We were very excited to welcome both of our trucks to Torit carrying life saving supplies, and some supplies to make our lives easier here!  A few highlights of the goods were. . . a Massey Ferguson tractor (I couldn’t contain Kevin!), a wagon, cement, steel, and some personal supplies for us ie. table, night stand, clothes rack, wooden floor length mirror (it made it over many miles of VERY bumpy roads unharmed), and some special food items that aren’t found in Torit.  Abigail and I enjoyed watching the men unload the tractor and trailer down the ramp Romano had made as well as seeing Daddy and the other men get dirty unloading 700 bags of cement.  The black men turned white!

Kevin was very eager to jump on the tractor to drive around the compound!  It was a childhood dream to work on a farm like he did with his Grandfather when he was a little boy.  We will soon have a farm here!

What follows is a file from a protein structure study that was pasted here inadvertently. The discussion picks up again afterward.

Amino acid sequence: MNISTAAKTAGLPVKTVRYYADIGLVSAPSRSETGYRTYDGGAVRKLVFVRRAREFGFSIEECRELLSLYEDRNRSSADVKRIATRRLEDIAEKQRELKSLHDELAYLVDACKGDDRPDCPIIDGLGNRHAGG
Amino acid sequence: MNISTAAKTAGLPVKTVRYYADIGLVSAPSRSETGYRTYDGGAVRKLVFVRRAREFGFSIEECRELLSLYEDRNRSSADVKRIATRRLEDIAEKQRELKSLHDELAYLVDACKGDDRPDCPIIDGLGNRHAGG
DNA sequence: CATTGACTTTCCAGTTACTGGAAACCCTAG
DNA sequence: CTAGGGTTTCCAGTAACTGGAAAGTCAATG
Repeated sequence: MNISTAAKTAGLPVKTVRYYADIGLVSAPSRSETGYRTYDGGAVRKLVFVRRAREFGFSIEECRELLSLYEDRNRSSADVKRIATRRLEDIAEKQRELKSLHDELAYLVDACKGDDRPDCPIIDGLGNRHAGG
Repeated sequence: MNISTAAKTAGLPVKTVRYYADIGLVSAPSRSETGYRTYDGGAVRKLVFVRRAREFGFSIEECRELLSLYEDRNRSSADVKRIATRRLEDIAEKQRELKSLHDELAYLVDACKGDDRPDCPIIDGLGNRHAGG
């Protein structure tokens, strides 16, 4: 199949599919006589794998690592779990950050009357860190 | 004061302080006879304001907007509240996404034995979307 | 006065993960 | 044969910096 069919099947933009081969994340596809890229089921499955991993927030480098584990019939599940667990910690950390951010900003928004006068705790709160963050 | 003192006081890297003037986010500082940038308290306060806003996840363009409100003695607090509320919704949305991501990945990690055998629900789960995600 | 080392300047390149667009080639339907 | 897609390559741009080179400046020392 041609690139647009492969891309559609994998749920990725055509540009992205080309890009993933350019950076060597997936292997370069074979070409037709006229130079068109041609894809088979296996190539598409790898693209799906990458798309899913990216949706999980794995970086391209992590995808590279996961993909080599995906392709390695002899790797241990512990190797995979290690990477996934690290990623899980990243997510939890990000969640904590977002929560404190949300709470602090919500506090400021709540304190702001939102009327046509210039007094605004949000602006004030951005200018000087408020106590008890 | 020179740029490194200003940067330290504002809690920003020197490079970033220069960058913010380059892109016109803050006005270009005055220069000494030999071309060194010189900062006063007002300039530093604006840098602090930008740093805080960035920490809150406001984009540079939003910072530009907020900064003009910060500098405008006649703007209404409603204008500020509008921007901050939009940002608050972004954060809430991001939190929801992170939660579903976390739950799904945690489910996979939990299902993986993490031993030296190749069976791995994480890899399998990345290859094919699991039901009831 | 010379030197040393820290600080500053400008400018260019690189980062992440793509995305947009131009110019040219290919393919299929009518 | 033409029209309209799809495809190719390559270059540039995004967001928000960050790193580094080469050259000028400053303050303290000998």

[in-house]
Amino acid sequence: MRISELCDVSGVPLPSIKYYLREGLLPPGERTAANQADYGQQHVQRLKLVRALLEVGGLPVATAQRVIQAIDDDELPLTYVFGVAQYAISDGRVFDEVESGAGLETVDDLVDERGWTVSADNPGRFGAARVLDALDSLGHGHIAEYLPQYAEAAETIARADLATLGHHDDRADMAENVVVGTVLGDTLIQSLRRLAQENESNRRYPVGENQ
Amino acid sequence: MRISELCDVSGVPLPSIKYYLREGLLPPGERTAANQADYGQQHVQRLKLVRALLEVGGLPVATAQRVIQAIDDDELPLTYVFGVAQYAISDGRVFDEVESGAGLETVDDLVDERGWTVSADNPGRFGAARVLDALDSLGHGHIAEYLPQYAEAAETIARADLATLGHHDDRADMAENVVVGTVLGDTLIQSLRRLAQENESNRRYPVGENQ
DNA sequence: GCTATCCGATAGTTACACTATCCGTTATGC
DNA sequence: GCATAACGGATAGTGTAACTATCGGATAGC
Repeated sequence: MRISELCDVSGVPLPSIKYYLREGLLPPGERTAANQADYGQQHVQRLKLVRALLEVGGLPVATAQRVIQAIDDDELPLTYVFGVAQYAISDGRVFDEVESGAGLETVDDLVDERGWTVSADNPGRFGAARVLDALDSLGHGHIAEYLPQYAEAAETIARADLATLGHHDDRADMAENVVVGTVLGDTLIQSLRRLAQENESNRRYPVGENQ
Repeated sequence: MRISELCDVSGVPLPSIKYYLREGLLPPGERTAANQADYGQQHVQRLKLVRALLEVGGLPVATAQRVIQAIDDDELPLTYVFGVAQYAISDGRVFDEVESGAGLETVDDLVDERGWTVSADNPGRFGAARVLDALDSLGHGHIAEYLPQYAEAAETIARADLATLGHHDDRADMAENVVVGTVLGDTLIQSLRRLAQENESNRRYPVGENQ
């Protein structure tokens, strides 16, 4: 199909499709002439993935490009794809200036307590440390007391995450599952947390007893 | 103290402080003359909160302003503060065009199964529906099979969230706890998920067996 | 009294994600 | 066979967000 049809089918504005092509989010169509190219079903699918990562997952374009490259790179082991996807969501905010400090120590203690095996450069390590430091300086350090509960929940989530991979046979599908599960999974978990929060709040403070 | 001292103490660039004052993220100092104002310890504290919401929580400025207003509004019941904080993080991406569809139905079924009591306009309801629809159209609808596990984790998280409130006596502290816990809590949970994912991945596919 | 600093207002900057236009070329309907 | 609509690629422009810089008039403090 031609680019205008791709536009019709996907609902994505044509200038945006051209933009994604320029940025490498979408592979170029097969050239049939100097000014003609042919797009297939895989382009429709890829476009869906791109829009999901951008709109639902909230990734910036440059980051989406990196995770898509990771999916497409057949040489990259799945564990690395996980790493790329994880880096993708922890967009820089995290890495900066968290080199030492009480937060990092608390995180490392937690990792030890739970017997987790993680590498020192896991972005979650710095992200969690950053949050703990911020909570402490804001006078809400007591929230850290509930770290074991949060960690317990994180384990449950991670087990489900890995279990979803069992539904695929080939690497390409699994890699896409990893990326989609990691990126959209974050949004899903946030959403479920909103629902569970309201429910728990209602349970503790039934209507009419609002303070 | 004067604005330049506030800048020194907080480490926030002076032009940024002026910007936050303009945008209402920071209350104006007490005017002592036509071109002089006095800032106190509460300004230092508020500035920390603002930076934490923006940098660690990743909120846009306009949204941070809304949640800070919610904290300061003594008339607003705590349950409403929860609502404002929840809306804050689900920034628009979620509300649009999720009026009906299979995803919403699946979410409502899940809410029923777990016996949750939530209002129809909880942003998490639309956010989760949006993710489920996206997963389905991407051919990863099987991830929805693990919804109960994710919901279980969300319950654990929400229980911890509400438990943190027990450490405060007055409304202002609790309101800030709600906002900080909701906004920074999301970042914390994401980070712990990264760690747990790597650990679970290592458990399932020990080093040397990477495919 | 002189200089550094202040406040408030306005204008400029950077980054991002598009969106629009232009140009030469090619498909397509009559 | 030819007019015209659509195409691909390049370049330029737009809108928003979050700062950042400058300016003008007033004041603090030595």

Kevin took a car fan and changed the wiring to make a solar fan.  This helps Abigail sleep inside the tent during the day.  It is TOO hot otherwise!  He was pretty excited when the sun came out and it worked!

Our borehole (well) is finally complete . . . well for now.  We made the decision to install a hand pump, but due to the distant it had to be dug away from our dormitory site to find water; it will eventually need an electric pump.  But for now to keep from continuing to use the river water, we will use the hand pump.  This is very exciting!  We won’t have to filter this water much, if at all, to drink.

Fresh vegetables will grace our compound and our kitchen table soon!  Abraham, one of our workers, started our vegetable seeds germinating a few days ago.  I am so glad to have him taking over our garden project.  I have never planted a garden but have always wanted to!  I think I will learn much from him . . . planting the Sudanese way!